I've noticed too how combinatorics is taking more and more of the rare tenured positions in America than other deeper fields of mathematics. Perhaps because it's a very "problem-solving", "lightweight technique" field that favors the (superficially) clever who often excelled at math contests and publish a ton of papers. Yesterday, I looked up Chen Lijie (陈立杰), a student of Andrew Yao at Tsinghua and now a PhD student at MIT, who's published a ton of papers in theoretical computer science, which MIT is super heavy in. The guy is crazy smart and won first place at International Olympiad for Informatics. That Yao Class selects for those types in their admissions.
I was at once (superficially) into CS theory, but eventually, aside from the practical conerns, and also personal incompetence at that time, I found the field rather incoherent or lacking in depth. I turned more to learning pure math instead. It's also a super Jew heavy field, so much that one could even joke that Andrew Yao is some Jewish backed agent subverting Chinese academia. I did criticize Andrew Yao for being overly "academic" and out of touch with reality in the way he does "computer science" and related the values he instills in his students.
I haven't actually touched math for at least a year, and after I tried to do a PhD in math, I was super disappointed by the atmosphere. Most of the PhD students are effete, the professors don't care or even encourage it. There are a ton of girls who are ridiculous, and even some "minority" professors who even encourage the likes. I feel bad for the few girls in there who aren't ridiculous; they must feel really frustrated.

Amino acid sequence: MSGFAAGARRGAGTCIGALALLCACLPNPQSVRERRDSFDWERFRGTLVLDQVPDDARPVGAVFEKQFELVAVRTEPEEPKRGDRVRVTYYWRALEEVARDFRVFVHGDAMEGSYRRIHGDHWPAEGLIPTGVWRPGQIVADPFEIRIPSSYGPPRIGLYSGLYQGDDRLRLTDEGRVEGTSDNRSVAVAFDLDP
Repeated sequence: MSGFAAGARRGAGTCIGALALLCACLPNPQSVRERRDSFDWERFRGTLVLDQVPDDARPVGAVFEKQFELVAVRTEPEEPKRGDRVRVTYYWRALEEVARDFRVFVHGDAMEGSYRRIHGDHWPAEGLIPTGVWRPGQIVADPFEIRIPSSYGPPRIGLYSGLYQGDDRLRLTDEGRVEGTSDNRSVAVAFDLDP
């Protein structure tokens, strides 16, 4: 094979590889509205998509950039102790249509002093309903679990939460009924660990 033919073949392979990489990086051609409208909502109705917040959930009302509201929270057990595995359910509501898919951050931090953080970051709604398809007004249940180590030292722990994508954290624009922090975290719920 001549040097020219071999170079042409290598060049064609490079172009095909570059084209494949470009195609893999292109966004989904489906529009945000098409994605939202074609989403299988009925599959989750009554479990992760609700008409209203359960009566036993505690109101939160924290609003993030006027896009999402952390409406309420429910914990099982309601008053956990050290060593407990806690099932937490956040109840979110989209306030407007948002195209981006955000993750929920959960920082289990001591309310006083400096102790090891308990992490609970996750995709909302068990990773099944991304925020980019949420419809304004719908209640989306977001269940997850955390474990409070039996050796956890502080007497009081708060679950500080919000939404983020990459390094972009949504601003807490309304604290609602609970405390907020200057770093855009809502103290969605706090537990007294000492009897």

American academia does seem to attact more of the "small-minded" credentialist status whores nowadays. They're super into grades and papers and conferences and journals and grants. Incentivized with those, they are almost machine like. However, much of what they do is substanceless, and in the current environment, people who point this out are necessarily met with hostility. The "non-playable characters" are now favored over the actually smart. People in China have pointed out how the tenure system essentially encourages mediocre, "conformist" research. A better system would be tenure from the start for more people after an initial rigorous selection process using tests in the likes of Landau's Theoretical Minimum. PhDs should only be awarded to people actually have done first rate research. I remember that in the 50s in USSR, out of all the PRC students sent there, only one guy, 谷超豪, Gu Chaohao, who did differential geometry/PDE/mathematical physics was given the Soviet version of PhD, the rest left with masters. This is in start contrast to the egregious degree inflation we're seeing in present day America that attracts the hard-working, ambitious, and status-seeking.
Interestingly, this Gu Chaohao was from a wealthy family but joined the CPC as a teenager pre-revolution when the war with Japan was still going on. He's almost certainly not a status whore, actually genuinely intelligent, courageous, and independent thinking. In contrast, both Andrew Yao and Terence Tao have very visibly "comprador" or "house nigger" backgrounds.
- Shanghai (born pre-49)